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Chatting to the stars was part of Paul Welsh's job. Now he has collated his stories and photographs in a book, Elstree Confidential, writes Rosy Moorhead
Paul Welsh is a man with a lot of memories of Elstree Studios. I’m trying to decide which one to use to open this article with but there are so many to choose from I’m at a loss where to start. There’s the one where Paul tells George Lucas to his face that Star Wars is going to be a flop. Or there’s the time he rescued Tom Cruise from an abandoned film lot. I’m quite drawn to the one of him sacking Simon Cowell from his first job as a runner on Return of the Saint because he wasn’t any good. And then you’ve got meeting Paul and Linda McCartney, organising a reunion party for Roger Moore, telling Peter Jackson he’d never make it as a director if he stayed in New Zealand...
Luckily, Paul has got them all down in a book, Elstree Confidential: 50 Years of Studio Memories, so you’ll be able to decide for yourself which one you like best. And, at nearly 200 pages and containing almost 300 photographs, there’s plenty to choose from.
“It’s something you can dip in and out of,” says Paul, 59, who has lived in Borehamwood all his life. “Last summer I was chatting to some local volunteers from the Elstree and Borehamwood Museum and I was coming out with various anecdotes about film stars and memories and they said I should write it all down.”
Having been entertainment officer for Borehamwood and Elstree Council for 32 years, Elstree Studios’ historian since the early 1970s and also chairman of Elstree Screen Heritage, compiling the book of memories, letters and photographs didn’t require any research.
“It was all done from memory,” says Paul. “It’s called Elstree Confidential because it’s my own personal memories of interviewing stars, and letters I’ve received from people like Steven Spielberg, George Lucas and Elizabeth Taylor. It’s a behind-the-scenes trip down memory lane, a series of anecdotes about the stars who came to work here, from David Niven all the way through to Simon Cowell and Robbie Williams. It’s been good fun.”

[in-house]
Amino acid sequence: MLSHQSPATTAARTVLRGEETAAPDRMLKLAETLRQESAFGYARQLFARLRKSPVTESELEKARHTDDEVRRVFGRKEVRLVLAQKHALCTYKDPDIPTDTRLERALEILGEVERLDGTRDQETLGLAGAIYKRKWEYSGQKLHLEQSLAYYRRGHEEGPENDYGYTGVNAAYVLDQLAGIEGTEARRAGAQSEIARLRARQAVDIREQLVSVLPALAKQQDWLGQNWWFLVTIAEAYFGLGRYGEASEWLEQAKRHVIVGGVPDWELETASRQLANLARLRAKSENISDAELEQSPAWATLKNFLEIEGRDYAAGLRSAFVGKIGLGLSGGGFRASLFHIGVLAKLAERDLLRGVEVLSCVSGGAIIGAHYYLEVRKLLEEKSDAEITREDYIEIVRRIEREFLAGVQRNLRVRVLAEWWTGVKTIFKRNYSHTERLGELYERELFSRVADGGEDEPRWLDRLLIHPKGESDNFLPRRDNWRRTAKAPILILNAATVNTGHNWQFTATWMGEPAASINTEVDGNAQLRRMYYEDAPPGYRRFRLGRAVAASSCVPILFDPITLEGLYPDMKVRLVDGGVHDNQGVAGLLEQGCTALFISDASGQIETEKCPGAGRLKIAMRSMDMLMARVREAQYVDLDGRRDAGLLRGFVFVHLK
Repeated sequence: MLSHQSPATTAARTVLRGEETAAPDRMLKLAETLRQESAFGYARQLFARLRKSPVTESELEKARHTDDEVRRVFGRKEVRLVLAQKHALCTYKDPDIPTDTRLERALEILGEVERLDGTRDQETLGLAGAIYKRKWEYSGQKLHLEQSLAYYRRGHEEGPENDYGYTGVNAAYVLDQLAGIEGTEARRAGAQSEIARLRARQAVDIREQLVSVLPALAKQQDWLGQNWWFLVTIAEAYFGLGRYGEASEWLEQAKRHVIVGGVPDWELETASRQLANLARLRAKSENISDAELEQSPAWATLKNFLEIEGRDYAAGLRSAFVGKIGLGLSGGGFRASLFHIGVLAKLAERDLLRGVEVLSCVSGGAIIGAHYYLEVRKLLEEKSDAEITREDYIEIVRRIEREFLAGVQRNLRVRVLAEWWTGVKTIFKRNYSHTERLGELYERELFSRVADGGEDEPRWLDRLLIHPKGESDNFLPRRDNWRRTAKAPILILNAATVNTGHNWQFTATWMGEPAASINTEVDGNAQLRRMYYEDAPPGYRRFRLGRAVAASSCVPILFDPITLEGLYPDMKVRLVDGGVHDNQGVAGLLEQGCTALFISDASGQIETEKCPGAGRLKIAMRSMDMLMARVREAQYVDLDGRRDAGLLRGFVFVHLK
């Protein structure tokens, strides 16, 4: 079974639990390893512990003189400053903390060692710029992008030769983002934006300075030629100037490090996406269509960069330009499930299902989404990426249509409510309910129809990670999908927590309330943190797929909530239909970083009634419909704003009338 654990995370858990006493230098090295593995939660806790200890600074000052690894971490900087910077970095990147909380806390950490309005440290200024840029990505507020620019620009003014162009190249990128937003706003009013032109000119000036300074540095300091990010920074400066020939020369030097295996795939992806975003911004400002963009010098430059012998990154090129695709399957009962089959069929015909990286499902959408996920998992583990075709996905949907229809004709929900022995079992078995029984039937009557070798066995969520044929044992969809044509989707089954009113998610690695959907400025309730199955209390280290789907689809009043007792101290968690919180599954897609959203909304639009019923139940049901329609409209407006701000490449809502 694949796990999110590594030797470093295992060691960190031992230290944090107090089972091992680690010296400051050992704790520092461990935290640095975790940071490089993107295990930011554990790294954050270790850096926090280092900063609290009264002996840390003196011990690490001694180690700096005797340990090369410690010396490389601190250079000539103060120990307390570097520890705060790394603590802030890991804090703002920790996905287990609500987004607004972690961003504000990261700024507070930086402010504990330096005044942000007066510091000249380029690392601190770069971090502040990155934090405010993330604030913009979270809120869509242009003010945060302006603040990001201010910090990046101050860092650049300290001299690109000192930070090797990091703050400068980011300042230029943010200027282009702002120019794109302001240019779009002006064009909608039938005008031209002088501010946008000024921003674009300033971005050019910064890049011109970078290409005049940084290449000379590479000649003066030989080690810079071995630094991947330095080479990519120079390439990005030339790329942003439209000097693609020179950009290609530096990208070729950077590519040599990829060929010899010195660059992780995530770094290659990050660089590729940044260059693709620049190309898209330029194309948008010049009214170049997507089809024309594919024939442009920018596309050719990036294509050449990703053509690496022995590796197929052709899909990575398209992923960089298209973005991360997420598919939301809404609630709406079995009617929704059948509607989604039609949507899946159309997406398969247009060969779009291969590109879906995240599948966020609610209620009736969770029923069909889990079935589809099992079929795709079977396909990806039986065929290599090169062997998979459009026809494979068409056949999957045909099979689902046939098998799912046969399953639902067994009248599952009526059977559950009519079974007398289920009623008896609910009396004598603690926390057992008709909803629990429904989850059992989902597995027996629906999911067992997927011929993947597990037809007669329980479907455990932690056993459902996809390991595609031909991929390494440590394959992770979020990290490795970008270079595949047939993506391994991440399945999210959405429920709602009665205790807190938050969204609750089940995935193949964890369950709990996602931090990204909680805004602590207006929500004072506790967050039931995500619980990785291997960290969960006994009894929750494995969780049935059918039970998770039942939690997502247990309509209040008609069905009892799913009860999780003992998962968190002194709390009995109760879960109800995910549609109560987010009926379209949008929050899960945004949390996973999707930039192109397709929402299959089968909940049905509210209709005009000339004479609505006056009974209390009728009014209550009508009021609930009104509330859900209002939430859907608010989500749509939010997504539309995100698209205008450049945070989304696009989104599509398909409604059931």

Most definitely not a history book, Elstree Confidential starts in 1960 with Paul collecting his very first autograph – from an ageing Gary Cooper - and really takes off in the 1970s when Paul became adviser to managing director Andrew Mitchell for publicity, special events and royal visits.
The photographs in the book, many of them behind-the-scenes shots, are from Paul’s private albums and from other people who were on the scene at the time. “The Beatles came here in 1963,” remembers Paul, “and I hadn’t taken a picture but a photo veteran got in touch and said ‘I’ve got some snaps’ so he sent those over.”
Paul has met so many stars it’s hard to pin him down on who’s been his favourite, or his biggest.
“There have been too many,” he laughs, “I’m spoilt for choice. I’ve spent 50 years meeting hundreds of them and they’ve all been nice to meet. They all stand out individually for different reasons.
“But the older stars I grew up watching on TV, like Sophia Loren, Charlton Heston and David Niven, I was lucky to meet them, they had 40 or 50-year careers behind them and they impressed me with the sheer body of work they’d turned out. But they were just another interesting person – I just chatted to them like they were any other person.”
All proceeds from sales of the book will go to Elstree Screen Heritage and Elstree and Borehamwood Museum and their work preserving the towns’ rich film heritage.
Elstree Confidential: 50 Years of Studio Memories is available to buy from Elstree and Borehamwood Museum, Drayton Road, Borehamwood, open 11am-3pm on Thursday, Friday and Saturday, or from the Elstree Screen Heritage website www.elstreescreenheritage.org